Hartlepool: placing culture and sport at the heart of the LAA
The Improvement and Development Agency has been championing culture and sport as essential aspects of public services. In the latest in its Learning By Stories series, the IDeA explores how Hartlepool has put the national indicators for sport and culture at the heart of its drive for service improvement.
Sir William Gray, shipbuilder and first mayor of West Hartlepool, fronts the Hartlepool Art Gallery.
Hartlepool is one of only two local authorities to include all four culture and sport indicators – national indicators 8, 9, 10 and 11 – as improvement targets within their local area agreement (LAA). While other authorities have included the four as local indicators, Hartlepool’s aspiration and ambition on behalf of its sport and cultural services drew particular attention. Presenting the background to Hartlepool’s LAA to the Museum’s Association conference, John Mennear, Hartlepool’s assistant director for community services, was asked how they had managed to secure all four indicators within the total of 35 indicators. His response was that getting the indicators accepted within the LAA had been easy; the difficult part had been the previous eight years of building the relationships, building trust among partners and creating an organisational structure that could deliver the outcomes that were required.
Away from the time constraints of the conference platform, John Mennear and his community services colleagues were able to offer a more detailed and considered response to the question. Why had Hartlepool been able to embrace sport and culture to the full extent possible within the national indicator structure when so many other local authorities had been unwilling or unable to do the same?
Strong Leadership brings a commitment to culture
“Our starting point was that we have developed a strong, integrated cultural ethos in the authority,” John said. “That culminates with a very good response to our regional commentaries. The feedback was that Hartlepool is one of the few authorities that actually has the cultural services basket of activities in the same department, which made it very easy for people to communicate. It also meant that within the structure there was a good opportunity for cross-fertilisation, linkages of services, etcetera. For the last seven years or so we have also had the Hartlepool Partnership and from the very early days we established a cultural and leisure theme into that partnership. This means that we have a history of increasingly co-ordinated services with a focus on culture and leisure which is in effect external to the authority.”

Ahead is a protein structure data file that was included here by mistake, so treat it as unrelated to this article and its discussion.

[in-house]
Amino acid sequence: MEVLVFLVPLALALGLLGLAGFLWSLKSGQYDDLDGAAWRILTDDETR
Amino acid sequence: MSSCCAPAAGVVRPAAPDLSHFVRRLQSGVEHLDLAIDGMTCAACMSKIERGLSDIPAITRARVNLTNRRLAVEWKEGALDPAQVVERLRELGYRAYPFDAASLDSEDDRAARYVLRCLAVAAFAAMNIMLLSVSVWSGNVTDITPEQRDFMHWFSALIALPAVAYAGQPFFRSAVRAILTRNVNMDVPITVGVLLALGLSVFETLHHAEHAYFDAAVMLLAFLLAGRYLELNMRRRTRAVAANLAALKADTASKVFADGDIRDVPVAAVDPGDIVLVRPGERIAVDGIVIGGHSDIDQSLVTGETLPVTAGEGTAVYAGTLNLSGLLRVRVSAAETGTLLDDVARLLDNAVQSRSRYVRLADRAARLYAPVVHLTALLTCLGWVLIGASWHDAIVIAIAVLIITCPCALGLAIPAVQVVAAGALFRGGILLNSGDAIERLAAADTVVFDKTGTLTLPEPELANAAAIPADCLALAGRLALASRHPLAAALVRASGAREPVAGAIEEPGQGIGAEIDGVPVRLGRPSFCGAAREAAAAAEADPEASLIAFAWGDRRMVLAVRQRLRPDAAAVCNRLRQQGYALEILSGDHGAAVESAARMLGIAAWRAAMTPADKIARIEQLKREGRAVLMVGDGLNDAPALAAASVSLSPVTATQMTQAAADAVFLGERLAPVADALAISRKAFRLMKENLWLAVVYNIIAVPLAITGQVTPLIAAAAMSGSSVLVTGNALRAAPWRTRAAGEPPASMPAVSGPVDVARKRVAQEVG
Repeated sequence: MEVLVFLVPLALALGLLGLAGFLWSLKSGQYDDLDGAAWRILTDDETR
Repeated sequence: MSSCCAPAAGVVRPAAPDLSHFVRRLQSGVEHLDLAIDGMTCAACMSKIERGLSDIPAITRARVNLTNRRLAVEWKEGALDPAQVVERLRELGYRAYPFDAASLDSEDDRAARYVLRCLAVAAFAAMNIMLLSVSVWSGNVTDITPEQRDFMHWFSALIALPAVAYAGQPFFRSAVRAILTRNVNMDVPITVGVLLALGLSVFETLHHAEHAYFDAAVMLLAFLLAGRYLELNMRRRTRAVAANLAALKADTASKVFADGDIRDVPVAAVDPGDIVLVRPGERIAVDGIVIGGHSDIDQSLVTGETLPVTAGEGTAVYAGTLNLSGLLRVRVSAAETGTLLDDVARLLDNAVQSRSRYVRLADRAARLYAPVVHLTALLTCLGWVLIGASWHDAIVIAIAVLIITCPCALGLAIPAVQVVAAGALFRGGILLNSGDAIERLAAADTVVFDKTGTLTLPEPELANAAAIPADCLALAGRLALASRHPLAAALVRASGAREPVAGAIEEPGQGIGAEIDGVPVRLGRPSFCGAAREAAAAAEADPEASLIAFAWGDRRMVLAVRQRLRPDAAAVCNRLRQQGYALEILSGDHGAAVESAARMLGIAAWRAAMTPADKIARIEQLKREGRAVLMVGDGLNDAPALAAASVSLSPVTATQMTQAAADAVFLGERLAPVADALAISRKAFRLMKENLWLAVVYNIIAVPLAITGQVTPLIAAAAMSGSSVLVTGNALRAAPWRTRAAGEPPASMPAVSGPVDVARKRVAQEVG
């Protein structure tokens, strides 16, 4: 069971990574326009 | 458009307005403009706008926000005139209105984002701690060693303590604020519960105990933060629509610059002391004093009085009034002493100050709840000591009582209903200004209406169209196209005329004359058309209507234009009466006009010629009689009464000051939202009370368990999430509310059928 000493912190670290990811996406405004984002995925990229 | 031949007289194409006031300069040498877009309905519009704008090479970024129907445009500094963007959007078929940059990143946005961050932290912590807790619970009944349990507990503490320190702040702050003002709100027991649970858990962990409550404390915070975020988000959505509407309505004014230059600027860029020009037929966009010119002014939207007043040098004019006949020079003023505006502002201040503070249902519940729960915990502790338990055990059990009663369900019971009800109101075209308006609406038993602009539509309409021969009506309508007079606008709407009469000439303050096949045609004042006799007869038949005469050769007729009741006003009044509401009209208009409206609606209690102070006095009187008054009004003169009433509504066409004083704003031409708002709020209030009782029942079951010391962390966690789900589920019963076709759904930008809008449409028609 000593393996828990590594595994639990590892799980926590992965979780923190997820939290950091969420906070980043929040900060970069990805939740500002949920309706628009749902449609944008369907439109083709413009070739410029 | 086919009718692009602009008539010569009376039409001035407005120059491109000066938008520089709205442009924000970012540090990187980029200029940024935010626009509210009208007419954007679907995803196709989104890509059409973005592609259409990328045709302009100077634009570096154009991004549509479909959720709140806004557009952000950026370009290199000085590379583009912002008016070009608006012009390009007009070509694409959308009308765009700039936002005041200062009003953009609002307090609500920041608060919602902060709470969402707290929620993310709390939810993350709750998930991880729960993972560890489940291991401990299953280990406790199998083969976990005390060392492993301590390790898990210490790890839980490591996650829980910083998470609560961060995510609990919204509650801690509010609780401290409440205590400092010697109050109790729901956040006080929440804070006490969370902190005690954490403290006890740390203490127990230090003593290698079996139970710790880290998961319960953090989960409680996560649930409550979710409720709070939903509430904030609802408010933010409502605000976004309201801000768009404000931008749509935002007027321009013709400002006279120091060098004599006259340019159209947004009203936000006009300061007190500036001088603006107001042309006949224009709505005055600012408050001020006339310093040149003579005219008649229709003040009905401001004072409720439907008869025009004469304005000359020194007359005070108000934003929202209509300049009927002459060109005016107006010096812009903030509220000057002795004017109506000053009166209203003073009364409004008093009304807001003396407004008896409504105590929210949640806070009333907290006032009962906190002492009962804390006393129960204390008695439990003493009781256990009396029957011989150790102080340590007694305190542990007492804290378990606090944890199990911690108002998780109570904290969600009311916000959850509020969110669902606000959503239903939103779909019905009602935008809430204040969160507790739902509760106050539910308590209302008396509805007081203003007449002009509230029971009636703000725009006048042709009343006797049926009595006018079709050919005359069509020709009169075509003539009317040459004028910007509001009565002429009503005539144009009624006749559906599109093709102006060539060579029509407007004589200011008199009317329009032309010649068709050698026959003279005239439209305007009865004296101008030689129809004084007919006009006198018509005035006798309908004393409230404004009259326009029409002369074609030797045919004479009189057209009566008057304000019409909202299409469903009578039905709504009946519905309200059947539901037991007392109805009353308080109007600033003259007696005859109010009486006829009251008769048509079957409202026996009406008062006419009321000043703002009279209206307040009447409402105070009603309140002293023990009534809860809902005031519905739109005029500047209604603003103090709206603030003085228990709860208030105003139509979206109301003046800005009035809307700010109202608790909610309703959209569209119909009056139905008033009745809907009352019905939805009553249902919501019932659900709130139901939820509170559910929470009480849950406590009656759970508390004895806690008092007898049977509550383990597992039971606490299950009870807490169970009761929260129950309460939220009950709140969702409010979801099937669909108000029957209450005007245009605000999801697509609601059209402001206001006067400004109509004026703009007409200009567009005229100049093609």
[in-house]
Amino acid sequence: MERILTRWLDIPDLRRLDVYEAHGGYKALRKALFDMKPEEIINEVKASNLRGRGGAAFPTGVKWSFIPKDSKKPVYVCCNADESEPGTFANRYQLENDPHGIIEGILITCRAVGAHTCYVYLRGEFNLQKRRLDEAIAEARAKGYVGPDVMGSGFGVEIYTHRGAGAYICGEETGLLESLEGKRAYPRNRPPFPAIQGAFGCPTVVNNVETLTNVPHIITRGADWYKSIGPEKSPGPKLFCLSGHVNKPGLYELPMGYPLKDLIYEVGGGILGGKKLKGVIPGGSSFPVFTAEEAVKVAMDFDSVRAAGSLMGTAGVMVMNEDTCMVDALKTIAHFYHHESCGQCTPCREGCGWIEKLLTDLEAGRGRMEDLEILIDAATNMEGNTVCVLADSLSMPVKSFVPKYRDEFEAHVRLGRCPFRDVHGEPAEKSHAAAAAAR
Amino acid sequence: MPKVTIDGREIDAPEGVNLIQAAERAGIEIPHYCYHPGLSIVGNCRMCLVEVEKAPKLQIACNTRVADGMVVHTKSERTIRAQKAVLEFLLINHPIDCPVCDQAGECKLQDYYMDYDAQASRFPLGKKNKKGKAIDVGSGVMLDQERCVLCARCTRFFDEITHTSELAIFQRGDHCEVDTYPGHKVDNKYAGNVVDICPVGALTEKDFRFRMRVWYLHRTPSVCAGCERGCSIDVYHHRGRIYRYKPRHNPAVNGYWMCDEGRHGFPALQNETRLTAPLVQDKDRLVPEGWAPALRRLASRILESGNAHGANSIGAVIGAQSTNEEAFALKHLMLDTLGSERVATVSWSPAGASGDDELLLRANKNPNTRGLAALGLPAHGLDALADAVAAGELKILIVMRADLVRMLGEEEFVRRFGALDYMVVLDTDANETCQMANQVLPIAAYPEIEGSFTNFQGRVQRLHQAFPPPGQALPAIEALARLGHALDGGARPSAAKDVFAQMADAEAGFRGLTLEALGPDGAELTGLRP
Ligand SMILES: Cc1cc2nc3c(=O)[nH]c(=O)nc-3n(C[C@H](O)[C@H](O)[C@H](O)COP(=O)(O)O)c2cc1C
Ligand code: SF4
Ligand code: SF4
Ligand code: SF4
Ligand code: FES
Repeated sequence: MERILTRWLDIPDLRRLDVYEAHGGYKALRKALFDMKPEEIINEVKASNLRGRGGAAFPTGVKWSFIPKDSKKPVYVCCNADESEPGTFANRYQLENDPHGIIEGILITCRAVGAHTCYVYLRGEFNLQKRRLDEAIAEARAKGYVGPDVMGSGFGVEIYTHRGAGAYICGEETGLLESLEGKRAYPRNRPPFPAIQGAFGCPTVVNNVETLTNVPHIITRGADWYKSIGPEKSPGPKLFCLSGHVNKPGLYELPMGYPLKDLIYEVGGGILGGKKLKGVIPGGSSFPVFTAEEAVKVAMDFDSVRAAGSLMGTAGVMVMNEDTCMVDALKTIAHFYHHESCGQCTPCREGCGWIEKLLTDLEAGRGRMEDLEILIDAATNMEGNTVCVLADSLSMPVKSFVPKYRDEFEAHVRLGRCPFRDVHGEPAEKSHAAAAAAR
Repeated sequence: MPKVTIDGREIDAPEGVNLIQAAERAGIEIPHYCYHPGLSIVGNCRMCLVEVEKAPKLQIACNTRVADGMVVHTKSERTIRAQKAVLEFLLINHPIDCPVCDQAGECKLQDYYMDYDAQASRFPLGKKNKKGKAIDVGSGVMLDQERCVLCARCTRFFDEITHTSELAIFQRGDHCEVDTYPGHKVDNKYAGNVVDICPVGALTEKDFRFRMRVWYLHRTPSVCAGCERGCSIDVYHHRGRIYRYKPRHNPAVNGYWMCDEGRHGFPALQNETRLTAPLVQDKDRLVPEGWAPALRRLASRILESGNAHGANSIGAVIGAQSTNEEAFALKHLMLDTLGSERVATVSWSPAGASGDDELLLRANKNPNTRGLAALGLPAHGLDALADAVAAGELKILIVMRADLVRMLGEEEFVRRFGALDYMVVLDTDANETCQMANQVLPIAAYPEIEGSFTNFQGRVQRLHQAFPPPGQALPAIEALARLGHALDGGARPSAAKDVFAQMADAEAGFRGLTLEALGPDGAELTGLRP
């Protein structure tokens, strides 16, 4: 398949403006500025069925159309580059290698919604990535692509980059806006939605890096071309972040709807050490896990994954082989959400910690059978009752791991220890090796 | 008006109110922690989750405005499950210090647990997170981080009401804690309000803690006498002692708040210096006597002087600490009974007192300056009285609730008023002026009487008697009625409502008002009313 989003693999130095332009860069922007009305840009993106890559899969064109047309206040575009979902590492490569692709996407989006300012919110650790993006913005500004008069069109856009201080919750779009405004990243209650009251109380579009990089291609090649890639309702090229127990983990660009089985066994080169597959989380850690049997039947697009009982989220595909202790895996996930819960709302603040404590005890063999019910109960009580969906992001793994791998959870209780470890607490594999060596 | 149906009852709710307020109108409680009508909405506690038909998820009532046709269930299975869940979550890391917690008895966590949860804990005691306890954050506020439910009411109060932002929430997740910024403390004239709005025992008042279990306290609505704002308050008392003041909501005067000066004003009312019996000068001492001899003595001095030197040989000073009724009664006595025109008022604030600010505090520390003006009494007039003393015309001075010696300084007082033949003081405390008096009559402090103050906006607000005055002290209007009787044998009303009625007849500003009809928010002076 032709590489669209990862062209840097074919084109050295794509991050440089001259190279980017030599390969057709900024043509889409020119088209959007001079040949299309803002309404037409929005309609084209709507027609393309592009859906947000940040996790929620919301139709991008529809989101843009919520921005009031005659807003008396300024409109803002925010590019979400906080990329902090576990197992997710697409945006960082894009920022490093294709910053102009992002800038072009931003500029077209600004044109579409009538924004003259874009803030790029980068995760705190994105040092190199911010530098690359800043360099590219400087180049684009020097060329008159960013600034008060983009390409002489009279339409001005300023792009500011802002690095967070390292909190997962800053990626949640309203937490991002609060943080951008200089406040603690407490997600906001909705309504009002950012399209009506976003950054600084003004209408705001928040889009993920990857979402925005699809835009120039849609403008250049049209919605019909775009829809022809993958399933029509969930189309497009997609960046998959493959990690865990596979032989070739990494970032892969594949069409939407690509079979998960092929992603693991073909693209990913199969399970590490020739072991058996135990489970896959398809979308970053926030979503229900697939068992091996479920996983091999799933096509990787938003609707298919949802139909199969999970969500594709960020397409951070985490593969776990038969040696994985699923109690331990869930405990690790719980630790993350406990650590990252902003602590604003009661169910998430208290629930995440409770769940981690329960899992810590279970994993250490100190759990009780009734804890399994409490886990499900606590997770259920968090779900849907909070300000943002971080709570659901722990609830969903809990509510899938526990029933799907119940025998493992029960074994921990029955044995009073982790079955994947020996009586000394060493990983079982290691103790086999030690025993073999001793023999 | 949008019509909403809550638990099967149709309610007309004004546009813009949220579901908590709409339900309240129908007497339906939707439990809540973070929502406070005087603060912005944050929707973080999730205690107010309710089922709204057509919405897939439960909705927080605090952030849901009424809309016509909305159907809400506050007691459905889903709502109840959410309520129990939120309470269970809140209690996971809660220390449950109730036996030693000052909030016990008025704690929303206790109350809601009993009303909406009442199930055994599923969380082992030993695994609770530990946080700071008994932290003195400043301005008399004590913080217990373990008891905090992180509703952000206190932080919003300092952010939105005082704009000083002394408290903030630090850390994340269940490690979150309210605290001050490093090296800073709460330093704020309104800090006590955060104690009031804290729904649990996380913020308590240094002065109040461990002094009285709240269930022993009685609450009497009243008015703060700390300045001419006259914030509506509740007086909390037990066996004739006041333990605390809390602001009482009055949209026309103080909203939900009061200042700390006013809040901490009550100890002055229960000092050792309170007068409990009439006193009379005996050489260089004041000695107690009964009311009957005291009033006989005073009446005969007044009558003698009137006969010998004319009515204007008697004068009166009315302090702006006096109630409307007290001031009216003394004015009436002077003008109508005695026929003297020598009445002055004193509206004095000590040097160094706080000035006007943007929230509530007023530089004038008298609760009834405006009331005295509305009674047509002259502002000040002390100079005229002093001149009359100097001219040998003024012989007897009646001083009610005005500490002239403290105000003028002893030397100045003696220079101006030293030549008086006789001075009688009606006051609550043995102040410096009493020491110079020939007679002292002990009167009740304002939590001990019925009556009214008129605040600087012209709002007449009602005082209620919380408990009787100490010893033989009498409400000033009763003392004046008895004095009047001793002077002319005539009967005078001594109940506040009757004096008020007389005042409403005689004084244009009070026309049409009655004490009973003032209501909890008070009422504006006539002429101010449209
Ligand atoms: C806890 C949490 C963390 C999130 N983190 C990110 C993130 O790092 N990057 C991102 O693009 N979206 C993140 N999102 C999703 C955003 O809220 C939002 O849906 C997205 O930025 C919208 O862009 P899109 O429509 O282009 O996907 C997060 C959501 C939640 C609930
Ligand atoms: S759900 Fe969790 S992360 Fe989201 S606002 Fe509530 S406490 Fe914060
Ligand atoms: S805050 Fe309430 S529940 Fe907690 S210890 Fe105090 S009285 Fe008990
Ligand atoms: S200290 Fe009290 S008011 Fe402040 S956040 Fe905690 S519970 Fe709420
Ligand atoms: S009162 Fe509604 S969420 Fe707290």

After best value performance indicators had evolved into a national indicator set, each local strategic partnership was requested to identify their core 35 indicators. With a cultural partnership already established, Hartlepool’s community services department found itself in a strong position to make the case for inclusion. Having distinct indicators covering the cultural sector also proved helpful.
“To have this refocusing on four good cultural themes was a good catalyst,” John said. “It was expected that they would be there as part of a balanced indicator set. Of course we had to argue the case regarding why we would want all four in, as opposed to one or two. This was because there was 45 or 50 suggested core indicators and we had to get them down to 35 but we were able to argue that it makes sense to have them all because they all cover different areas; different areas of culture but part of a composite cultural basket. I think that was persuasive.”